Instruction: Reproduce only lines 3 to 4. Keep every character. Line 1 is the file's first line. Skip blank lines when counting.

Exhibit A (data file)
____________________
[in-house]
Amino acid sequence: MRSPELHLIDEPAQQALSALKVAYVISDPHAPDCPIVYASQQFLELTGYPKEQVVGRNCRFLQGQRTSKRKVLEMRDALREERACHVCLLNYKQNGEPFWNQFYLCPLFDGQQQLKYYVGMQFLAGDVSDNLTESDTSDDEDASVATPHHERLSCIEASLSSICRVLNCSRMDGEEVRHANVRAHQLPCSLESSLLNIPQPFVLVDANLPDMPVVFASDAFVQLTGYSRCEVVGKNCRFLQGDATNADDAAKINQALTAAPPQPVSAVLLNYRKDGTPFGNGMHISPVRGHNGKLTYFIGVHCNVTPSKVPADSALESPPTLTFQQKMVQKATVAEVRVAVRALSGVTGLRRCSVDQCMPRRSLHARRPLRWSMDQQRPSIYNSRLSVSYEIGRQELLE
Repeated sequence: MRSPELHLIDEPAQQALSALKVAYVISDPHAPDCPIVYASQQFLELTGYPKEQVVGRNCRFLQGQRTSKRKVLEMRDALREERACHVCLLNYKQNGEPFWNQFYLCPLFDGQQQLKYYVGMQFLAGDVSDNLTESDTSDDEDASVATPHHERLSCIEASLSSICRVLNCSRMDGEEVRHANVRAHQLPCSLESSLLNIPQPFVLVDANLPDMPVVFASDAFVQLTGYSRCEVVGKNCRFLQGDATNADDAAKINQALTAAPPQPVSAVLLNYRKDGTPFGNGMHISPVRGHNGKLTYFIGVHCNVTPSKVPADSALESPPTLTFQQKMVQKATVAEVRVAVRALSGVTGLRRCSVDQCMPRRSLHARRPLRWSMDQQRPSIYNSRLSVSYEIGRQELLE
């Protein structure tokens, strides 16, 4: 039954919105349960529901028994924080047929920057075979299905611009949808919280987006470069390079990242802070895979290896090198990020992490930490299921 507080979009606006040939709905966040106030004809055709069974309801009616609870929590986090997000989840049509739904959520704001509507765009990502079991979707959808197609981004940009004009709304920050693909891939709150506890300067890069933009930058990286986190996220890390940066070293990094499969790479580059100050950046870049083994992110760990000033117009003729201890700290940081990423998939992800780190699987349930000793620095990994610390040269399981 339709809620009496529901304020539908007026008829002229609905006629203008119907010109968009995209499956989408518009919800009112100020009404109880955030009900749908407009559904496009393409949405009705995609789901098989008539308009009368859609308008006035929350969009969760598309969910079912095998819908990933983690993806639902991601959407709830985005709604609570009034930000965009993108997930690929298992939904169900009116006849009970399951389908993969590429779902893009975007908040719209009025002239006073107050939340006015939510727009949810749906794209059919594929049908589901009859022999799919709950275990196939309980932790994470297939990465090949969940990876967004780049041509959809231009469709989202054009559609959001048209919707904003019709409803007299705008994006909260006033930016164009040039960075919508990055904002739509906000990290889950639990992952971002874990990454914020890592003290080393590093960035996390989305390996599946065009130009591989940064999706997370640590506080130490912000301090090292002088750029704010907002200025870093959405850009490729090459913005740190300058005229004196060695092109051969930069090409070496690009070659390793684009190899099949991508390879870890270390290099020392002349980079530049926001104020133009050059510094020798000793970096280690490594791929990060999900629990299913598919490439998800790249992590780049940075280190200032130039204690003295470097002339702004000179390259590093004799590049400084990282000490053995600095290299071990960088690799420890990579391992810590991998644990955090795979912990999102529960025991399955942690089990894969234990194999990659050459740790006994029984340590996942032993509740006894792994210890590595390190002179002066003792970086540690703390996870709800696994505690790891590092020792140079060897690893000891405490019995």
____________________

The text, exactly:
Repeated sequence: MRSPELHLIDEPAQQALSALKVAYVISDPHAPDCPIVYASQQFLELTGYPKEQVVGRNCRFLQGQRTSKRKVLEMRDALREERACHVCLLNYKQNGEPFWNQFYLCPLFDGQQQLKYYVGMQFLAGDVSDNLTESDTSDDEDASVATPHHERLSCIEASLSSICRVLNCSRMDGEEVRHANVRAHQLPCSLESSLLNIPQPFVLVDANLPDMPVVFASDAFVQLTGYSRCEVVGKNCRFLQGDATNADDAAKINQALTAAPPQPVSAVLLNYRKDGTPFGNGMHISPVRGHNGKLTYFIGVHCNVTPSKVPADSALESPPTLTFQQKMVQKATVAEVRVAVRALSGVTGLRRCSVDQCMPRRSLHARRPLRWSMDQQRPSIYNSRLSVSYEIGRQELLE
């Protein structure tokens, strides 16, 4: 039954919105349960529901028994924080047929920057075979299905611009949808919280987006470069390079990242802070895979290896090198990020992490930490299921 507080979009606006040939709905966040106030004809055709069974309801009616609870929590986090997000989840049509739904959520704001509507765009990502079991979707959808197609981004940009004009709304920050693909891939709150506890300067890069933009930058990286986190996220890390940066070293990094499969790479580059100050950046870049083994992110760990000033117009003729201890700290940081990423998939992800780190699987349930000793620095990994610390040269399981 339709809620009496529901304020539908007026008829002229609905006629203008119907010109968009995209499956989408518009919800009112100020009404109880955030009900749908407009559904496009393409949405009705995609789901098989008539308009009368859609308008006035929350969009969760598309969910079912095998819908990933983690993806639902991601959407709830985005709604609570009034930000965009993108997930690929298992939904169900009116006849009970399951389908993969590429779902893009975007908040719209009025002239006073107050939340006015939510727009949810749906794209059919594929049908589901009859022999799919709950275990196939309980932790994470297939990465090949969940990876967004780049041509959809231009469709989202054009559609959001048209919707904003019709409803007299705008994006909260006033930016164009040039960075919508990055904002739509906000990290889950639990992952971002874990990454914020890592003290080393590093960035996390989305390996599946065009130009591989940064999706997370640590506080130490912000301090090292002088750029704010907002200025870093959405850009490729090459913005740190300058005229004196060695092109051969930069090409070496690009070659390793684009190899099949991508390879870890270390290099020392002349980079530049926001104020133009050059510094020798000793970096280690490594791929990060999900629990299913598919490439998800790249992590780049940075280190200032130039204690003295470097002339702004000179390259590093004799590049400084990282000490053995600095290299071990960088690799420890990579391992810590991998644990955090795979912990999102529960025991399955942690089990894969234990194999990659050459740790006994029984340590996942032993509740006894792994210890590595390190002179002066003792970086540690703390996870709800696994505690790891590092020792140079060897690893000891405490019995």